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Available from: Piero Genovesi, Sep 28, 2015
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    • "We suggest that measures to prevent the production and release of Japanese quail and hybrids should be taken rapidly, at least in France, Spain and Italy where they have been found in the wild. Following the decline of wild common quail populations in Europe, releases of animals and organized captive breeding were carried out in Italy around 1950 (Andreotti et al. 2001). Since 1970, these restocking operations have mainly been carried out in southern Europe with Japanese and hybrid quails, and from 10,000 to over 100,000 birds are released each year (Guyomarc'h 2003; Barilani et al. 2005; Puigcerver et al. 2007). "
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    ABSTRACT: Many cases of introgressive hybridization have been reported among birds, particularly following introduction to the natural environment of individuals belonging to non-native similar taxa. This appears to be the case for common quail (Coturnix coturnix) in France where wild populations artificially come into contact with domesticated Japanese quail (Coturnix japonica) raised for meat and egg production but sometimes released for hunting purposes. In order to highlight the possible existence of gene flows between both taxa, a comparison of nuclear (25 microsatellite loci) and mitochondrial (sequencing and RFLP) DNA polymorphisms was performed on 375 common quails (from France, Spain and Morocco) and 140 Japanese quails (from France and Japan). Genetic diversity was assessed, and analyses (Factorial Correspondence Analysis, Bayesian admixture) of molecular polymorphisms revealed clear differentiation between the two taxa, making it possible to detect for hybrids among quails sampled in the wild. Eight birds expected to be common quail were found to be two pure Japanese quail, one probable backcross to C. japonica, three F1/F2 hybrids, and two probable backcrosses to Coturnix coturnix. These results show that Japanese quails were released and suggest that the two taxa hybridize in the wild. They confirm the urgent need for preventing the release of pure Japanese or hybrid quails to preserve the genetic integrity of C. coturnix. The tools developed for this study should be useful for accurate monitoring of wild quail populations within the framework of avifauna management programs. Keywords Coturnix coturnix - Coturnix japonica -Quail-mtDNA-Microsatellite-Introgressive hybridization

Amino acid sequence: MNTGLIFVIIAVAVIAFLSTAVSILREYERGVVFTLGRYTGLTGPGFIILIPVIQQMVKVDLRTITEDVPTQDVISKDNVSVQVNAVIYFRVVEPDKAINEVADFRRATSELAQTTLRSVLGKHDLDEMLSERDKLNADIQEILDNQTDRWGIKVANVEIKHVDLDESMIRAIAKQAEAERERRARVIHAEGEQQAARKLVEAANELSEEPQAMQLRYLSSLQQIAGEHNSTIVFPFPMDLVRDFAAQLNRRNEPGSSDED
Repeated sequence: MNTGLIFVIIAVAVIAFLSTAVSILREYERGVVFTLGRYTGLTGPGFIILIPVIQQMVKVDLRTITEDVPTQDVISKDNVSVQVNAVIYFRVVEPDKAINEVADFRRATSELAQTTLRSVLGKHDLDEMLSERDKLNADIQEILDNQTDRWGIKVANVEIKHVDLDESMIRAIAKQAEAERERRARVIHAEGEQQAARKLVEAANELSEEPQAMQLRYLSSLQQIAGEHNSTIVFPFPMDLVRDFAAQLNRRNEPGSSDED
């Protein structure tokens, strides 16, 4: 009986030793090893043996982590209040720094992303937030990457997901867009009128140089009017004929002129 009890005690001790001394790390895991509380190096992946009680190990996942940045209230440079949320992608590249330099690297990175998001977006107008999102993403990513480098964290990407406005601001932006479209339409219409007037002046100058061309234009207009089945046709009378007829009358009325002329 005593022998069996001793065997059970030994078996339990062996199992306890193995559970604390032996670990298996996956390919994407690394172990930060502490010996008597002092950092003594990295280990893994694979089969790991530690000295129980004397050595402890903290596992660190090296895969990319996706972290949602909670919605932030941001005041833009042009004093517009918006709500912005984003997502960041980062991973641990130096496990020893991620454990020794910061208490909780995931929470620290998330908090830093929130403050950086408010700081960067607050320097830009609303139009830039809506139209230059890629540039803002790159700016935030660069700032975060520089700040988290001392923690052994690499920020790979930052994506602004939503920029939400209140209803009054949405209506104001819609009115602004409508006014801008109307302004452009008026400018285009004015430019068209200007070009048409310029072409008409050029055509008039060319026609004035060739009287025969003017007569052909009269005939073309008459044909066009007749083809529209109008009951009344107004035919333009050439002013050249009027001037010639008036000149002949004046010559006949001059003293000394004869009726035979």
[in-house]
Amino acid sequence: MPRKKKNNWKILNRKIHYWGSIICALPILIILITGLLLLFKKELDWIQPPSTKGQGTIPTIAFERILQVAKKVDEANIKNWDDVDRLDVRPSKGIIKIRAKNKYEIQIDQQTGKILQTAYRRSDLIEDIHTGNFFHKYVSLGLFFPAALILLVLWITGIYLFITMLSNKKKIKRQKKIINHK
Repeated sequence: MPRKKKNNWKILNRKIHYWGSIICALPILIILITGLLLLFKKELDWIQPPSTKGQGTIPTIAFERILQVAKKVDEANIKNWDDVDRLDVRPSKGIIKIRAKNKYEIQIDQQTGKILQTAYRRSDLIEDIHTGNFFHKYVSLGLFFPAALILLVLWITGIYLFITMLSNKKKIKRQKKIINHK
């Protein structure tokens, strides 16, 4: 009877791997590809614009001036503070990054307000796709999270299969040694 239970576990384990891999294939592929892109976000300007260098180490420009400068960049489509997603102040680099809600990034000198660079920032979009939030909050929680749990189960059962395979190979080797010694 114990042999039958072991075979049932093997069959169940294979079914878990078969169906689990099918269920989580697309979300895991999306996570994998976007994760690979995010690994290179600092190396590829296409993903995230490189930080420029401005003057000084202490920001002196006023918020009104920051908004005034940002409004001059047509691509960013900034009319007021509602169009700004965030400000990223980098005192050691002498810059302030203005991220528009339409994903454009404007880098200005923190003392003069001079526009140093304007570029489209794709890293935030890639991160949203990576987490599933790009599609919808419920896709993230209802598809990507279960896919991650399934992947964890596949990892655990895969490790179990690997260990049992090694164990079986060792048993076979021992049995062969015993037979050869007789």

Conservation Genetics 04/2010; 11(3):1051-1062. DOI:10.1007/s10592-009-9951-8 · 2.19 Impact Factor
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    • "2, 3). Una prima analisi dei dati immessi permette di confermare e quantificare quanto già affermato nelle sintesi sull'argomento precedentemente elaborate (Baccetti et al., 1997; Andreotti et al., 2001): la presenza di Uccelli alloctoni sul territorio italiano è un fenomeno in netta e rapida espansione geografica (Fig. 4) ed in incremento anche per quanto riguarda il numero di segnalazioni e specie avvistate (Fig. 5). "
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    • "Naturalized species are abundant in the study area. Those species linked to wet ecosystems are locally the more abundant species, naturalized and/or have the greater impact on economic activities and biodiversity (Procambarus clarkii, Gambusia sp., Rattus norvegicus, Myocastor coypus; Andreotti et al. 2001). Alien invasive species may change the diet of many authochtonous species (Cabral et al. 2004). "
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    ABSTRACT: The aim of this work is to provide an account of alien species richness and composition in a remnant Mediterranean coastal wetland of Central Italy. Data were obtained from different taxa-specific methods, in 2001–2005 (terrestrial vertebrates) and in 2005 (fish, arthropoda, mollusca). Among the 353 species sampled, 17 (4.8 %) are aliens (7.1% if we consider only vertebrates).Data on abundance, introduction type and status of alien species are reported. A crustacean, Procambarus clarkii, a fish, Gambusia sp. and three rodents, Myocastor coypus, Rattus norvegicus and Mus domesticus are the naturalized invasive species that locally could constitute a threat on economic and ecological levels. Data on Agapornis nigrigenis and Quelea cardinalis represent the first records for Italy. We also report evidence of a food chain on three levels, among the most invasive species (predation of Gambusia sp. by Procambarus clarkii and of Rattus norvegicus on Procambarus clarkii).
    Rendiconti Lincei. Scienze Fisiche e Naturali 01/2008; 19(2):161-171. DOI:10.1007/s12210-008-0009-5 · 0.75 Impact Factor
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